Canis lupus dingo
|Canis lupus dingo|
C. l. dingo
|Canis lupus dingo|
|Distribution of dingoes and hybrids. Distribution in New Guinea unknown.|
Canis lupus dingo is a taxonomic rank that includes both the dingo that is native to Australia and the rare New Guinea singing dog that is native to the New Guinea Highlands. It also includes some extinct dogs that were once found in coastal Papua New Guinea and the island of Java in the Indonesian Archipelago. It is a subspecies of Canis lupus. The genetic evidence indicates that the dingo clade originated from East Asian domestic dogs and was introduced through the Malay Archipelago into Australia, with a common ancestry between the Australian dingo and the New Guinea singing dog.
- 1 Taxonomic debate – dog, dingo, and New Guinea singing dog
- 2 Taxonomic synonyms
- 3 Archaeological evidence
- 4 Lineage
- 5 References
- 6 Bibliography
Taxonomic debate – dog, dingo, and New Guinea singing dog
Zoological nomenclature is a system of naming animals. In 1758, the Swedish botanist and zoologist Carl Linnaeus published in his Systema Naturae the binomial nomenclature – or the two-word naming – of species. Canis is the Latin word meaning "dog", and under this genus he listed the dog-like carnivores including domestic dogs, wolves, and jackals. He classified the domestic dog as Canis familiaris, and on the next page he classified the wolf as Canis lupus. Linnaeus considered the dog to be a separate species from the wolf because of its cauda recurvata - its upturning tail which is not found in any other canid. The International Commission on Zoological Nomenclature (ICZN) advises on the "correct use of the scientific names of animals". The ICZN has entered into its official list: Genus Canis in 1926, Canis familiaris as the type species for genus Canis in 1955, and Canis dingo in 1957. These names (such as Canis familiaris and Canis dingo) are then available for use as the correct names for the taxa in question by taxonomists who treat the entities concerned as distinct taxonomic units at species level, rather than as (for example) subtaxa of other species. According to the Principle of Coordination, the same epithets can also be applied at subspecies level, i.e. as the third name in a trinomial name, should the taxonomic treatment being followed prefer such an arrangement.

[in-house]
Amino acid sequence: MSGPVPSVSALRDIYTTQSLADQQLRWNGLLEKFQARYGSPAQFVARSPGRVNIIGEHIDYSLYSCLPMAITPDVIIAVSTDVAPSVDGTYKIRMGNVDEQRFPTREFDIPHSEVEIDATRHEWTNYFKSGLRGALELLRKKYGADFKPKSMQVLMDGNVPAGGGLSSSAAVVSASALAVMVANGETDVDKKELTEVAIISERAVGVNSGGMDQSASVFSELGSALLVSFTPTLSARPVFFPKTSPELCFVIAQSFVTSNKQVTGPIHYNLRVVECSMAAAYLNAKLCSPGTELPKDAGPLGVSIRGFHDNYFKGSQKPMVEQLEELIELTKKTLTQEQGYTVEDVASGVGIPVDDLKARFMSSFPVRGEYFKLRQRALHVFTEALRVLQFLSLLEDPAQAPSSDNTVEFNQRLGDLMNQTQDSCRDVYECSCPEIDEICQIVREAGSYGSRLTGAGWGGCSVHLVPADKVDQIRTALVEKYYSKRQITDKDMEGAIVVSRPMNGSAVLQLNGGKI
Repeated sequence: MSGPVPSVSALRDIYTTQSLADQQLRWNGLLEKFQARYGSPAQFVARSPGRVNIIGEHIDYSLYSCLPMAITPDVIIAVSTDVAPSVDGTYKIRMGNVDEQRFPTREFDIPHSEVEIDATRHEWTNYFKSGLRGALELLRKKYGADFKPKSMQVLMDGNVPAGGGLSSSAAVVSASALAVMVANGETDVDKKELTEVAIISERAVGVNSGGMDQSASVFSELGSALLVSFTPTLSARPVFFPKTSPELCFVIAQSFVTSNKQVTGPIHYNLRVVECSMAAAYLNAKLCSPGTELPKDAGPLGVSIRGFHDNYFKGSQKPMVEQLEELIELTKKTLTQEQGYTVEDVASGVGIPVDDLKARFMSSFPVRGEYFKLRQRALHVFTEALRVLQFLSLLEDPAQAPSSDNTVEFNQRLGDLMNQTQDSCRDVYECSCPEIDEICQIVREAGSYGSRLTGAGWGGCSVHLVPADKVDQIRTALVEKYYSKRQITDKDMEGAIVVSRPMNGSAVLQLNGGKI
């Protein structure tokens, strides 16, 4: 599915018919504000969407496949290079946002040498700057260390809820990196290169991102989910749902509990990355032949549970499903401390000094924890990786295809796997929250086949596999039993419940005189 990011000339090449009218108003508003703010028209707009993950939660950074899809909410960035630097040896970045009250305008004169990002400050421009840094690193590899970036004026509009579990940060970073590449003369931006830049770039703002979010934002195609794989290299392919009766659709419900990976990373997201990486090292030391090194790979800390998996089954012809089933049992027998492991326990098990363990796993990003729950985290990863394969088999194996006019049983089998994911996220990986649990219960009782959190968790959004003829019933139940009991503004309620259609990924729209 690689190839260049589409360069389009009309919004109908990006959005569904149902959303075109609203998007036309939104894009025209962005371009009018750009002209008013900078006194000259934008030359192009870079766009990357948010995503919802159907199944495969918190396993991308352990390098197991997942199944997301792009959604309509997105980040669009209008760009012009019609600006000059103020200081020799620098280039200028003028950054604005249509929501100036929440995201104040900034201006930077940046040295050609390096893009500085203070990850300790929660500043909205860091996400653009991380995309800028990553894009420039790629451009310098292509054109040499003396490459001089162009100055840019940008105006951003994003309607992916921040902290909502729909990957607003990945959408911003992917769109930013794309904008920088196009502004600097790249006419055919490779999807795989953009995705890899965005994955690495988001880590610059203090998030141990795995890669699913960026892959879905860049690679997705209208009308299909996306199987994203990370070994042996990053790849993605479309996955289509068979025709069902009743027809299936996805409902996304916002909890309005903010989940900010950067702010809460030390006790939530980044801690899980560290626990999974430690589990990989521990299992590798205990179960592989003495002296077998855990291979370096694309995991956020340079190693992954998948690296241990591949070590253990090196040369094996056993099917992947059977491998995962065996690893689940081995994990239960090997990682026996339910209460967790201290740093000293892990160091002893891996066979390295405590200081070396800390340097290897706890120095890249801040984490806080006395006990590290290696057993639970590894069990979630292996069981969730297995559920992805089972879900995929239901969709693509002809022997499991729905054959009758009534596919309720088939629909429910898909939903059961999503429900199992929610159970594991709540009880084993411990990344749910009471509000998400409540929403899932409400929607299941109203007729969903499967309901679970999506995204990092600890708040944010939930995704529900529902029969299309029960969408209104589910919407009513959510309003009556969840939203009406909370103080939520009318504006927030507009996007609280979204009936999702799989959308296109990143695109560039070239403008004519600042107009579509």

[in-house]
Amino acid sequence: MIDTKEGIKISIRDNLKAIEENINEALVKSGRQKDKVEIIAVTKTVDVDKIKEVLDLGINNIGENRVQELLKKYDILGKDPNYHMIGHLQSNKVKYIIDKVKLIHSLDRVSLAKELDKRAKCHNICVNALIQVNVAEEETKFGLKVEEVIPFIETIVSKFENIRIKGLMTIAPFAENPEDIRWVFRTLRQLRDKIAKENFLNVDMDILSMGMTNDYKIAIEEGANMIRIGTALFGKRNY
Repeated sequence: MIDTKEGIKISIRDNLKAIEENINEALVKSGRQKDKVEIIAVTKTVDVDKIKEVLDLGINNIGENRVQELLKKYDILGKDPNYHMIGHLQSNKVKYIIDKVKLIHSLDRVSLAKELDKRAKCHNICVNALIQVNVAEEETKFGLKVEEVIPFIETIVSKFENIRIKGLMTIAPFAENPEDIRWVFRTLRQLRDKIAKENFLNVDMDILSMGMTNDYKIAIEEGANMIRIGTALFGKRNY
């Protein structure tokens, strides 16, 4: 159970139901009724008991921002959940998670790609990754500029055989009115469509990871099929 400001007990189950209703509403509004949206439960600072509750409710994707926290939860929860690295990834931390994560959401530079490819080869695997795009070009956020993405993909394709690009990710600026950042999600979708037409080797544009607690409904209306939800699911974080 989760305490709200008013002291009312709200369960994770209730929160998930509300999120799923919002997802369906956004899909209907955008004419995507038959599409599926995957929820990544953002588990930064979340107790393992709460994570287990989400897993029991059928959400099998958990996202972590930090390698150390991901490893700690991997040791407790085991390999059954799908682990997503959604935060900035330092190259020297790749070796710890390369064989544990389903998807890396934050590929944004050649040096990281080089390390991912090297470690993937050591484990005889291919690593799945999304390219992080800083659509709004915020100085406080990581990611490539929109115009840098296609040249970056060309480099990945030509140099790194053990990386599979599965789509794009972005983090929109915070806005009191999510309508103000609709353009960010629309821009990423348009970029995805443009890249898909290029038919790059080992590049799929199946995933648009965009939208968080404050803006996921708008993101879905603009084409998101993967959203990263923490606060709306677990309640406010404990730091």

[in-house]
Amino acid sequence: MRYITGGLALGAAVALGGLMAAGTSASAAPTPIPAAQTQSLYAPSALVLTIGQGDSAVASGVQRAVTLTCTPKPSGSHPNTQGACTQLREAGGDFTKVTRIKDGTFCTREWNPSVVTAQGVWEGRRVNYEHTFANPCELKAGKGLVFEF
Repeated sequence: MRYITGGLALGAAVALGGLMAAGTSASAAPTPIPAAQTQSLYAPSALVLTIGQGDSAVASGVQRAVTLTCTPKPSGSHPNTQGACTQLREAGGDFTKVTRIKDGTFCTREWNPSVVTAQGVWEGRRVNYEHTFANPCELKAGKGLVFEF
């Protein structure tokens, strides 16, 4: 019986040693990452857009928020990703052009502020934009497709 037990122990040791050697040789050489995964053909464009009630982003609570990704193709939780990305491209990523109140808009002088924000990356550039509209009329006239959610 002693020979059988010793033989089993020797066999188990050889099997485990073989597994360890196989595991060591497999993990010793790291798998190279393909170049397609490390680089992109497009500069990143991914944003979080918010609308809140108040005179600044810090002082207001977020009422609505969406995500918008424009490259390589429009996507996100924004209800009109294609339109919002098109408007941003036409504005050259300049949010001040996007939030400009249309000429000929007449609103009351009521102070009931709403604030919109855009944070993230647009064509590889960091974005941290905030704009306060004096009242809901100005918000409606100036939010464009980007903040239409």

Taxonomy classifies organisms together which possess common characteristics. Nomenclature does not determine the rank to be accorded to any assemblage of animals but only its official name. Therefore, zoologists are free to propose which group of animals with similar characteristics that a taxon might belong to. In 1978, a review to reduce the number species listed under genus Canis proposed that "Canis dingo is now generally regarded as a distinctive feral domestic dog. Canis familiaris is used for domestic dogs, although taxonomically it should probably be synonymous with Canis lupus." In 1982, the first edition of Mammal Species of the World included a note under Canis lupus with the comment: "Probably ancestor of and conspecific with the domestic dog, familiaris. Canis familiaris has page priority over Canis lupus, but both were published simultaneously in Linnaeus (1758), and Canis lupus has been universally used for this species".
In 1999, a study of mitochondrial DNA indicated that the domestic dog may have originated from multiple grey wolf populations, with the dingo and New Guinea singing dog "breeds" having developed at a time when human populations were more isolated from each other. In 2003, the ICZN ruled in its Opinion 2027 that the "name of a wild species ... is not invalid by virtue of being predated by the name based on a domestic form". Additionally, the ICZN placed the taxon Canis lupus as a conserved name on the official list under this opinion. This action by the ICZN removed confusion, so that taxonomists would not have to refer to the wolf as Canis familiaris because the domestic form was named before the wild form.